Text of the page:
Bob Mosher is a senior partner and chief learning evangelist for APPLY Synergies, a strategic consulting firm. He can be reached at editor@CLOmedia.com.

T

he other day my new refrigerator’s water filter needed to be changed. How did I know that? Not from the taste of the water and not from the color of the water but rather because my refrigerator told me so.

It knew when I purchased it and began using the filter. It knew how much water I had consumed over the past several months. It knows how long a good filter should last. So when the time came it flashed a warning light on the front of the water dispenser and gave me a six-day countdown to have it replaced. That warning grew more daunting as the final day approached.

So I’m ready to replace the filter for the first time. I open the door to see the make and model of my refrigerator prominently displayed on the inside frame, nicely embedded for the moment of need. My original intent was to take that information, Google the manufacturer’s website and research how to change the filters on this particular model.

leadership


Make Deadlines for Your Dreams

Take time each day to focus on goal achievement By ken blanchard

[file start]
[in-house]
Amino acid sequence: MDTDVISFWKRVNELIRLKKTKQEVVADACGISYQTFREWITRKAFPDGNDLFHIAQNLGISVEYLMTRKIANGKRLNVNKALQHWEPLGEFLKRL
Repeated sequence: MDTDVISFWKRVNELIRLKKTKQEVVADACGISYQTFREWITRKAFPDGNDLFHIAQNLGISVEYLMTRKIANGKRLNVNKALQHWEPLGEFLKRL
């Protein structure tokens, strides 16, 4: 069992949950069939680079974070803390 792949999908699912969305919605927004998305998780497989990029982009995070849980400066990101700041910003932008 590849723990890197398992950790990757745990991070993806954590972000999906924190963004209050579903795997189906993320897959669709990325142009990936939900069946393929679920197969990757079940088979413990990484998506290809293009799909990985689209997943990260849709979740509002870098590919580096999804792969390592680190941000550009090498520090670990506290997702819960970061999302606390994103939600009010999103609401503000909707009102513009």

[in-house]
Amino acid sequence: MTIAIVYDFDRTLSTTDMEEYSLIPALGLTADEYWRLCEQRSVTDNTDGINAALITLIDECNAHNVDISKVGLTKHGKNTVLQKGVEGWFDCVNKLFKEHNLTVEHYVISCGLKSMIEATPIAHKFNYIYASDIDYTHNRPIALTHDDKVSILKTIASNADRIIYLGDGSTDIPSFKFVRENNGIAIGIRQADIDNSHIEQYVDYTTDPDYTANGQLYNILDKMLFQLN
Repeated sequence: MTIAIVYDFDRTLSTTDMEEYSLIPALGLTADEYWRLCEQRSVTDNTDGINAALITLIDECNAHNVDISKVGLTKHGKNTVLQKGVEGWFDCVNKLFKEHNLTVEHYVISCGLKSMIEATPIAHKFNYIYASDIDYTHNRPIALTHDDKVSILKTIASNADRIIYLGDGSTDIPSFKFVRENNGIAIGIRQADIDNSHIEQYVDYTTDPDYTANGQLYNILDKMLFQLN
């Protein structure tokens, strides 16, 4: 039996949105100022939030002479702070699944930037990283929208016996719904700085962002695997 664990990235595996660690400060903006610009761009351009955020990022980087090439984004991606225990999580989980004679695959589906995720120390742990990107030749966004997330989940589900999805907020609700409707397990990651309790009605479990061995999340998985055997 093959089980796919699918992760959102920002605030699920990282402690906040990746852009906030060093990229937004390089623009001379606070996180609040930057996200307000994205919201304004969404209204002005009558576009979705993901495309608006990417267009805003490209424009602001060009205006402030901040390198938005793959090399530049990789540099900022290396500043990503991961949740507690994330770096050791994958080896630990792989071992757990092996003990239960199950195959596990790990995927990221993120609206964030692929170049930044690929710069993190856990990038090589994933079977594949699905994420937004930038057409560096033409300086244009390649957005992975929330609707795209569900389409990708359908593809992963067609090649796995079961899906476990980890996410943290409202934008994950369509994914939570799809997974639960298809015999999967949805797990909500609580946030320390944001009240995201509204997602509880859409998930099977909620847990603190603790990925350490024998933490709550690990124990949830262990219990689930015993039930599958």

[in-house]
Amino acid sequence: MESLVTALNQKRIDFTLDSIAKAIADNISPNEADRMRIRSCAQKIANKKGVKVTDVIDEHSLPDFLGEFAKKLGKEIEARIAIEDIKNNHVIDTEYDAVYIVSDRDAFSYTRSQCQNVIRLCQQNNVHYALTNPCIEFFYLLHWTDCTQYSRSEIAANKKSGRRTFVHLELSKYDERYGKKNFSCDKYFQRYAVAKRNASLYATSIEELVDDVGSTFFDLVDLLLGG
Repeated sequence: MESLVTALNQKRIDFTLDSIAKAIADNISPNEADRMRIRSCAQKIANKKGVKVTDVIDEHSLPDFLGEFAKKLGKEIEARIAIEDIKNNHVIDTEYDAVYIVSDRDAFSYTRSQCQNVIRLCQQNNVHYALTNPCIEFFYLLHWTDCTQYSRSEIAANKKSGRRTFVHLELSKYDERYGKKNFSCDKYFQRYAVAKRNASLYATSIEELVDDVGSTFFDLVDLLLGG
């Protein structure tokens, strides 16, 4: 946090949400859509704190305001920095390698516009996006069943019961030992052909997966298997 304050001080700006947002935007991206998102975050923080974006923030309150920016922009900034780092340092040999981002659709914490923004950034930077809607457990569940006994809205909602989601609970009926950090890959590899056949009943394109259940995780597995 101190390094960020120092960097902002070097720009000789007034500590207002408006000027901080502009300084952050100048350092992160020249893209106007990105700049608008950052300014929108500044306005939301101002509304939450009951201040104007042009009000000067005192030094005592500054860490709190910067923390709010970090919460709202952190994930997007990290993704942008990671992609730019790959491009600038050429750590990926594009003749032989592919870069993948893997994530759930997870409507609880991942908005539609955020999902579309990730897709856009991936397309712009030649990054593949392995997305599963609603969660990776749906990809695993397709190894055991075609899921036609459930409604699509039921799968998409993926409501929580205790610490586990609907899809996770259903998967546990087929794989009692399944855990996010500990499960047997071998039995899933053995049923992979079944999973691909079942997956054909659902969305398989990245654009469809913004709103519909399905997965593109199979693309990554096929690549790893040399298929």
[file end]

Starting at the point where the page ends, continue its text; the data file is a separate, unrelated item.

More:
Ken Blanchard is chief spiritual officer of The Ken Blanchard Cos. and co-author of “Collaboration Begins with You: Be a Silo Buster.”
He can be reached at editor@CLOmedia.com.

T

he busiest people tend to be the ones who have the most trouble accomplishing goals and sticking with New Year’s resolutions. The problem is that these people often go through the motions of day-to-day busy work instead of focusing on the important things first.

You may have heard the theory that we all have two selves: the external, task-oriented self that focuses on getting the job done and the internal, thoughtful and reflective self that considers things before acting.

Our task-oriented self is the first to wake up in the morning, of course, and is focused only on task achievement. We read email while we eat breakfast, then head to the office and start attacking our to-do list in order to get everything checked off before we go home. It’s easy to get so caught up in doing urgent but unimportant tasks that we don’t have time to think about new goals we have set.

Making the grade


Too Little Progress

More is needed to fulfill the promise of microcredentials By Lee maxey